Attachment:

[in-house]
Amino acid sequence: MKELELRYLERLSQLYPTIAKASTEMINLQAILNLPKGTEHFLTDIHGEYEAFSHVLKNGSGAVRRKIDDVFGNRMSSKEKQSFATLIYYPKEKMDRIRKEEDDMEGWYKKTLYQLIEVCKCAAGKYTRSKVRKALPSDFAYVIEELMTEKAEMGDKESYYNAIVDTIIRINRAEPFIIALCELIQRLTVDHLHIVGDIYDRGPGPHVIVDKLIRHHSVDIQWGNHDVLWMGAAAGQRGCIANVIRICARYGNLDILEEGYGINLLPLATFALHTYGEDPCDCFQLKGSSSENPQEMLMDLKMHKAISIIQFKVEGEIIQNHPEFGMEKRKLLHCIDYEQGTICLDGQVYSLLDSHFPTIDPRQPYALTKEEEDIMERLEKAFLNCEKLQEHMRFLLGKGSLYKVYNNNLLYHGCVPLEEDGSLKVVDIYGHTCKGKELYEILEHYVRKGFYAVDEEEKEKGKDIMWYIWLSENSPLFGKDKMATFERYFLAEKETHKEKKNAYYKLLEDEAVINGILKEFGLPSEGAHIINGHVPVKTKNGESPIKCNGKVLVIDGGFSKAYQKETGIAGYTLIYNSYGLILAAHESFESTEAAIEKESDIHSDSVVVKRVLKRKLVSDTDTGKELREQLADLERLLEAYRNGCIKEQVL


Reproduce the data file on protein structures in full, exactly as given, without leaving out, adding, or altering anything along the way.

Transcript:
[in-house]
Amino acid sequence: MKELELRYLERLSQLYPTIAKASTEMINLQAILNLPKGTEHFLTDIHGEYEAFSHVLKNGSGAVRRKIDDVFGNRMSSKEKQSFATLIYYPKEKMDRIRKEEDDMEGWYKKTLYQLIEVCKCAAGKYTRSKVRKALPSDFAYVIEELMTEKAEMGDKESYYNAIVDTIIRINRAEPFIIALCELIQRLTVDHLHIVGDIYDRGPGPHVIVDKLIRHHSVDIQWGNHDVLWMGAAAGQRGCIANVIRICARYGNLDILEEGYGINLLPLATFALHTYGEDPCDCFQLKGSSSENPQEMLMDLKMHKAISIIQFKVEGEIIQNHPEFGMEKRKLLHCIDYEQGTICLDGQVYSLLDSHFPTIDPRQPYALTKEEEDIMERLEKAFLNCEKLQEHMRFLLGKGSLYKVYNNNLLYHGCVPLEEDGSLKVVDIYGHTCKGKELYEILEHYVRKGFYAVDEEEKEKGKDIMWYIWLSENSPLFGKDKMATFERYFLAEKETHKEKKNAYYKLLEDEAVINGILKEFGLPSEGAHIINGHVPVKTKNGESPIKCNGKVLVIDGGFSKAYQKETGIAGYTLIYNSYGLILAAHESFESTEAAIEKESDIHSDSVVVKRVLKRKLVSDTDTGKELREQLADLERLLEAYRNGCIKEQVL